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The Untold Casualties of the Drone War. Early one evening in November, Brandon Bryant, a former Air Force officer and perhaps the world's most famous drone program whistleblower, sits on the sofa in a Manhattan hotel suite, writing a letter to President Obama.

The Untold Casualties of the Drone War

A grey hoodie is pulled over his baseball cap, the sleeves half-covering a red dragon and Nordic tribal tattoos on his arms and hands. For three years, he's spoken critically about his time flying drone missions in Iraq, Afghanistan, Pakistan, Yemen and Somalia — where he helped kill 1,626 people, according to his own performance review — but now he can't seem to find the right words. Between sips of water and occasional requests for feedback, Bryant furiously crosses out lines in the notebook he typically uses to write poetry. "I don't want it to sound too formal," he says. "It needs to read like it's coming from us and not from our lawyers. " Bryant finally offers his notebook to the group. Haas readily agrees. "Lewis has to be careful," Haas told me earlier. Exclusive: Skunk Works Reveals SR-71 Successor Plan.

Ever since Lockheed’s unsurpassed SR-71 Blackbird was retired from U.S.

Exclusive: Skunk Works Reveals SR-71 Successor Plan

Air Force service almost two decades ago, the perennial question has been: Will it ever be succeeded by a new-generation, higher-speed aircraft and, if so, when? That is, until now. After years of silence on the subject, Lockheed Martin’s Skunk Works has revealed exclusively to AW&ST details of long-running plans for what it describes as an affordable hypersonic intelligence, surveillance and reconnaissance (ISR) and strike platform that could enter development in demonstrator form as soon as 2018. Dubbed the SR-72, the twin-engine aircraft is designed for a Mach 6 cruise, around twice the speed of its forebear, and will have the optional capability to strike targets. We are Predator UAV Pilot/Operators currently in Afghanistan. AMAA! : IAmA. Pain Continues after War for American Drone Pilot. For more than five years, Brandon Bryant worked in an oblong, windowless container about the size of a trailer, where the air-conditioning was kept at 17 degrees Celsius (63 degrees Fahrenheit) and, for security reasons, the door couldn't be opened.

Bryant and his coworkers sat in front of 14 computer monitors and four keyboards. When Bryant pressed a button in New Mexico, someone died on the other side of the world. Drone Wars: The people who make drones happen. Please support our site by enabling javascript to view ads.

Drone Wars: The people who make drones happen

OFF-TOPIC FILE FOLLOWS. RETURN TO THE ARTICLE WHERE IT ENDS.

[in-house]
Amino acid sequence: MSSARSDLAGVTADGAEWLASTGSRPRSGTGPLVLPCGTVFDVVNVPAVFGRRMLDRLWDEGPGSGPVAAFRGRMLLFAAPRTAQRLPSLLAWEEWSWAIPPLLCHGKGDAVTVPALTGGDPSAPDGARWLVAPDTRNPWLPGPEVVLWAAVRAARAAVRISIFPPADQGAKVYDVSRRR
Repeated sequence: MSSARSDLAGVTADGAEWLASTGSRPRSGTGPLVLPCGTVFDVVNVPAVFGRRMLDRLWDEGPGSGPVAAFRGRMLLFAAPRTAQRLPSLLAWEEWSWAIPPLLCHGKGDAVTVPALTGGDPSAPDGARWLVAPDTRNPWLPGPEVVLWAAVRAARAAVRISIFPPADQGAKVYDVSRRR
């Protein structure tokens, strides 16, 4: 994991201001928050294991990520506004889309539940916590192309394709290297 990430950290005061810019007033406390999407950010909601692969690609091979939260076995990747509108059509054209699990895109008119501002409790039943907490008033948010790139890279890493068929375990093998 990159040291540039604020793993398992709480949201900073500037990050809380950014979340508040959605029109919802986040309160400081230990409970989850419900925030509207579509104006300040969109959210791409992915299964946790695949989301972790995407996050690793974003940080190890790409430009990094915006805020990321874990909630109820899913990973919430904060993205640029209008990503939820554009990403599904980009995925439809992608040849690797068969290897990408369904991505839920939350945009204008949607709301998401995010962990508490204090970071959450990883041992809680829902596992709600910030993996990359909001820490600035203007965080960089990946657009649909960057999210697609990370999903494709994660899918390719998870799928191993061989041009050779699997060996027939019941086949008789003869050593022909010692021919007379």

BOSTON — The first problem with drones is that we call them drones, said Adam Woodworth, an aircraft designer in Cambridge, Mass. The word “drone” conjures up images from “Terminator,” of robot automatons who turn on their human counterparts and kill them. Drones are to be feared. They suggest the apocalypse. We hear “Drone Wars,” and we think “Clone Wars.” Woodworth and his colleagues at Aurora Flight Sciences would like to see the label “drone” replaced with the more technical, less provocative, “unmanned aerial vehicle,” or UAV. That is, after all, what they are. Complete coverage: The Drone Wars Of course, there are also attack drones. US Drone Pilot: 'I Feel No Emotional Attachment' A drone pilot at the base at Hancock Field, near Syracuse, working the controls of a craft flying over Afghanistan.

US Drone Pilot: 'I Feel No Emotional Attachment'

(Heather Ainsworth for The New York Times)In a profile piece in the New York Times on Monday, interviews with military operators of US drones operating in the skies over Afghanistan and Pakistan reveal a class of pilots who remotely control the targeted killings of human beings thousands of miles away. “I see mothers with children, I see fathers with children, I see fathers with mothers, I see kids playing soccer,” says Colonel Brenton, one of the pilots profiled who works out of a dark control room in the suburbs of Syracuse, New York. Drone warfare's deadly civilian toll: a very personal view. A US Predator drone in Afghanistan.

Drone warfare's deadly civilian toll: a very personal view

The strike in Somalia means armed drones are operating in six countries. Photograph: Joel Saget/AFP/Getty Images I find myself caught between the need to follow the drone debate and the need to avoid unpleasant memories it stirs. I used drones – unmanned aerial vehicles – during the nadir of my military career that was an operational tour in Afghanistan. 'I count the bodies and watch the funerals': Disturbing look inside the mind of a drone pilot. By Hugo Gye Published: 03:27 GMT, 9 June 2012 | Updated: 04:06 GMT, 9 June 2012 As controversy rages around the U.S. military's use of drone strikes to assassinate terror suspects, one author has given an unprecedented look at the mindset of a drone pilot.

'I count the bodies and watch the funerals': Disturbing look inside the mind of a drone pilot

One of the criticisms frequently aired by opponents of drones is that their pilots might become more trigger-happy and even bloodthirsty when they are able to drop bombs from the comfort of an American base. But an experienced pilot angrily denied that accusation in a conversation with a government lawyer, and claimed that he was keen to avoid civilian casualties. Air Force Drone Operators Show High Levels of Stress.